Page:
I’d assume most of us don’t spend a lot of time down by the city’s beautiful Delaware River waterfront, mostly because we don’t have a beautiful waterfront. Philadelphia has a seven-mile central waterfront that is notable for nothing.
Thankfully, in a rare moment of foresight, city Councilman Frank DiCicco commissioned the University of Pennsylvania design team PennPraxis to create a unified plan for future development with the input of the communities that surround the Delaware.
A VISION OF PROGRESS
The PennPraxis study is now completed and will be presented to the public at the Convention Center Nov. 14. It is a progressive and ambitious plan that envisions a fully urban neighborhood on the central waterfront, with parks, trails, commercial areas and dense housing, all built on a street grid extending past Delaware Avenue. Recognizing the political fury surrounding the proposed casino development and wishing to stay neutral, PennPraxis actually came up with two complete proposals, one with casinos and one without.
It is, on paper, a good plan.
But, since this is Philadelphia, this vision is already under fire. A group of developers has already begun protesting. They fear that practical implementation of the Praxis plan would force them to conform to a type of development that was not maximally profitable or possibly subdivide their large parcels into lots too small to accommodate the ever vogue condo towers we’ve seen of late.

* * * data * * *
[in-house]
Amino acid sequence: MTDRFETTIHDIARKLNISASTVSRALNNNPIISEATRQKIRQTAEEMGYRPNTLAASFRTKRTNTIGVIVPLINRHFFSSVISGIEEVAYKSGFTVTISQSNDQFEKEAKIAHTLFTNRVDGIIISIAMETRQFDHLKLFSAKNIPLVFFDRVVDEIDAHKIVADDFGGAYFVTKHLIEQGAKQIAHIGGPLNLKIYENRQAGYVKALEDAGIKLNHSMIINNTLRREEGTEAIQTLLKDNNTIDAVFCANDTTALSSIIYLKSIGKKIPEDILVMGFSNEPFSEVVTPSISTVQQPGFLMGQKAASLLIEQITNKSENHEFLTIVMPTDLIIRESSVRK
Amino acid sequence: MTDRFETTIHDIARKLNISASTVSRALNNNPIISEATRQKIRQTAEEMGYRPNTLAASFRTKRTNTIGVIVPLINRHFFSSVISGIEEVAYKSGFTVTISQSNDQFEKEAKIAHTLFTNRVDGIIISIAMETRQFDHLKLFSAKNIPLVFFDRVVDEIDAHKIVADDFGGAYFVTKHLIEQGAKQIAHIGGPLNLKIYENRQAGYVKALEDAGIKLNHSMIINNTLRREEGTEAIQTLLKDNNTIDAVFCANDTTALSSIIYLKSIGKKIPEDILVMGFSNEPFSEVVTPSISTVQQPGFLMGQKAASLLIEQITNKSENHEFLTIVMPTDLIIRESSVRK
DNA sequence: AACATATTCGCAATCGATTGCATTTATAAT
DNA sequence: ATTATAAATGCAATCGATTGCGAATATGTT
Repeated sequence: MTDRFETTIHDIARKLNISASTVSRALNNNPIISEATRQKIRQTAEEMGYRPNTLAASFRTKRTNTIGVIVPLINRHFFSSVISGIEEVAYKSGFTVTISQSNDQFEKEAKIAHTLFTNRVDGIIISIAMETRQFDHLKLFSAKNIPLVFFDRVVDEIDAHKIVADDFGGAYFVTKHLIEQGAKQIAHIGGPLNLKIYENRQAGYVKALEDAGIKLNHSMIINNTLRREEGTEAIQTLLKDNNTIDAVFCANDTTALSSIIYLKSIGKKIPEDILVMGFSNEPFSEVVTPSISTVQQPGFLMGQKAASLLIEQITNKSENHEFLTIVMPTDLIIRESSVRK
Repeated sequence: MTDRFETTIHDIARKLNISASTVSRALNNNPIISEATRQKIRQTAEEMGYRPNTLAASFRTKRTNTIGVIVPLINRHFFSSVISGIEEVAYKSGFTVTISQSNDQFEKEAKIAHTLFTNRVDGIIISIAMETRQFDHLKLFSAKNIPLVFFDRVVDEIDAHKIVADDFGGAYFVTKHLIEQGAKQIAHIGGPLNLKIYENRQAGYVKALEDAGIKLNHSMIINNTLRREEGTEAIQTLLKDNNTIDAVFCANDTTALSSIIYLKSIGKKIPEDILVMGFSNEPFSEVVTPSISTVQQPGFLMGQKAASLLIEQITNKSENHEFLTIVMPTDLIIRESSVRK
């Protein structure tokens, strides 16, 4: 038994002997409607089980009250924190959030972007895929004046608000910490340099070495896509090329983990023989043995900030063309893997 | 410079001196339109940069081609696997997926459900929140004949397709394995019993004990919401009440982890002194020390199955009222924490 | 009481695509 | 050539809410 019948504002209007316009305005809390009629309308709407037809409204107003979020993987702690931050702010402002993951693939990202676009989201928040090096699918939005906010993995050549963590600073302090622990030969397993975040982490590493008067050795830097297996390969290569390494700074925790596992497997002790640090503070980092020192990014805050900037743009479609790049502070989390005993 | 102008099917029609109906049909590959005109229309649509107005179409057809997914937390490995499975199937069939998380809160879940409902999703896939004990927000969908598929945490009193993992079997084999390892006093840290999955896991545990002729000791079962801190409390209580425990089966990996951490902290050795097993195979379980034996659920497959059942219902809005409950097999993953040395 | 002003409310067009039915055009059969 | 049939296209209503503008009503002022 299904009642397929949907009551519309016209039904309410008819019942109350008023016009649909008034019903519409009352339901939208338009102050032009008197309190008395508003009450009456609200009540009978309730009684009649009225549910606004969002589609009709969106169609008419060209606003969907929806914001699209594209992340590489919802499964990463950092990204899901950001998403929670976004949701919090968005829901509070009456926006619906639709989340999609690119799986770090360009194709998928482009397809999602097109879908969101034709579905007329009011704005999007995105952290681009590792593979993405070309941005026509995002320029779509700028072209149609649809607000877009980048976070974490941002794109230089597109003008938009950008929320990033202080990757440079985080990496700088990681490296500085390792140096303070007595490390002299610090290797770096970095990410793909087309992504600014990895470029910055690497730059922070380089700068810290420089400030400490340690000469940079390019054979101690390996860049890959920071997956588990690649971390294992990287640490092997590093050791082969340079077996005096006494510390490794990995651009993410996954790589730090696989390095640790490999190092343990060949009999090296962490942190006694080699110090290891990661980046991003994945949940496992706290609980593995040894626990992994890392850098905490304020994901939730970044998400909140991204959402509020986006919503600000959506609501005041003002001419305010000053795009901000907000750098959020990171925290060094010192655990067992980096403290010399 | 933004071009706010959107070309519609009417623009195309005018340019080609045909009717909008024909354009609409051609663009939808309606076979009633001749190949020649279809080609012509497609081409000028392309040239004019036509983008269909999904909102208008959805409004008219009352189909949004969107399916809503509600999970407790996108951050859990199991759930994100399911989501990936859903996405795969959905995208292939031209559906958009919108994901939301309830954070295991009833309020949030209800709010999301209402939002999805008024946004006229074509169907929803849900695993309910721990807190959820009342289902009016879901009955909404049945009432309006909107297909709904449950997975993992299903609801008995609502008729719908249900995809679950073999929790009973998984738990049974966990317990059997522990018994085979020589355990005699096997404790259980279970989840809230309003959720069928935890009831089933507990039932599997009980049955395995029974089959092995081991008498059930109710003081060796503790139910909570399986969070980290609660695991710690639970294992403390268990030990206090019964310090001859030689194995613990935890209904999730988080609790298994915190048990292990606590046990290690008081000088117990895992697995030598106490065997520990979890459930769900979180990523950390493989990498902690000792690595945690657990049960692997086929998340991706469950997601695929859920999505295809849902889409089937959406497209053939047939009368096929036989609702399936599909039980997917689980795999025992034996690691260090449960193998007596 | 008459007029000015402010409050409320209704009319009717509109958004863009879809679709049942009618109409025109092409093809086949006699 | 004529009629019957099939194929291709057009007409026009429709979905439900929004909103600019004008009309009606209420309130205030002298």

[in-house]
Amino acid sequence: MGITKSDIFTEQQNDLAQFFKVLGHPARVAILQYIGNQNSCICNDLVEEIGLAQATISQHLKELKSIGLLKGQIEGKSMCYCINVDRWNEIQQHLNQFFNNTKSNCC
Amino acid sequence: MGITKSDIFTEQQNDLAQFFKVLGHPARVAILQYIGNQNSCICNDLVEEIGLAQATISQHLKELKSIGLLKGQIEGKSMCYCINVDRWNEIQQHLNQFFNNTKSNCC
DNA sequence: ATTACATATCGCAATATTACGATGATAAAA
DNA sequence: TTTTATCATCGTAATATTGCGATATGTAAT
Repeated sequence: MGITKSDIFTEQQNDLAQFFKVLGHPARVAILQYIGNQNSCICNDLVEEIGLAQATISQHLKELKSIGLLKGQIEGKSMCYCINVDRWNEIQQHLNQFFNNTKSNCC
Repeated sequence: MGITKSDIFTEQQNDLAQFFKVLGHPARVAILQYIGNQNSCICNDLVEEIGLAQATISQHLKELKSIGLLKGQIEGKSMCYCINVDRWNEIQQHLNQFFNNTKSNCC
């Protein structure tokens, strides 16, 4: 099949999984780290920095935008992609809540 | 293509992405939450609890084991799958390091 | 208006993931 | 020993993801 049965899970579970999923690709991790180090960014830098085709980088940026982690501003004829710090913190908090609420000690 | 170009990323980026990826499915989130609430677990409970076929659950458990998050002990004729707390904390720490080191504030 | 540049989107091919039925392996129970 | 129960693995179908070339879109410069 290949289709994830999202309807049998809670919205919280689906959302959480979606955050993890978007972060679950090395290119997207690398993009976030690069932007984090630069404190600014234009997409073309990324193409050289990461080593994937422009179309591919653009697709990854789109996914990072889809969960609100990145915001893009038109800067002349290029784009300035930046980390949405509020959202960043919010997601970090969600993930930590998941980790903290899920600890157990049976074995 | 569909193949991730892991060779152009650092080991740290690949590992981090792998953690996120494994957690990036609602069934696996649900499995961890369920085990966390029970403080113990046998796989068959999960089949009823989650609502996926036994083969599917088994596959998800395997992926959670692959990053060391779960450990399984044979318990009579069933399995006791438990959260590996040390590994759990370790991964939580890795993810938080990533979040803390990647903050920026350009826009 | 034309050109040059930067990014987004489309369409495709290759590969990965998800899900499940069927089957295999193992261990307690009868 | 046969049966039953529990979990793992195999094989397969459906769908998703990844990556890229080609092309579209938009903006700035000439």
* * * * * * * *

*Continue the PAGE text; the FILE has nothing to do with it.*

Not all are opposed to the plan, though. Some envisioned a Rittenhouse on the River.
“I think it does give you more value,” said Danial Gans of the Hoboken Brownstone Company. “I’m an urbanite, so I really believe [the waterfront] has to have that urban feeling, it has to be attached to the community.”
However, a group of developers was outraged enough to preemptively lobby the Philadelphia City Planning Commission to scuttle the plan. Fears of an actual progressive plan for our city’s waterfront cannot be allowed to stop this chance for real growth.
AN OLD PERSPECTIVE
The biggest problem the antagonistic developers have with the plan is that it centers around creating a neighborhood with typically “urban” characteristics: dense housing, a mixture of residential and commercial areas and a lack of reliance on cars.
This style of development was considered by developers for most of the second half of the 20th century to be a loser – people were moving to the suburbs for bigger lawns and a car-centric lifestyle while dense cities were being abandoned. It became very common for new development in cities after World War II to try to imitate suburban areas. Just look at Northeast Philadelphia as an example.
However, viewing traditionally urban development as a pariah is a notion that needs to be thrown out with a lot of other presumptions from the last century. People dissatisfied with suburban living are moving back to the city, and are doing so because they want to live in a city, not some bastardized version of the suburbs.
CHANCE FOR CHANGE
It is difficult to tell at this point how this saga will unfold. Hopefully, the cadre of development interests trying to hobble this plan will see the light and realize the long-term value of creating neighborhoods with character.
It is not economic suicide. It is recognizing a changing demographic of homebuyers that wants to live differently. Developers must embrace the future trends of urban life or doom Philadelphia’s waterfront to mediocrity, a fate that is worse than simply being undeveloped.
Ryan Briggs can be reached at email@example.com.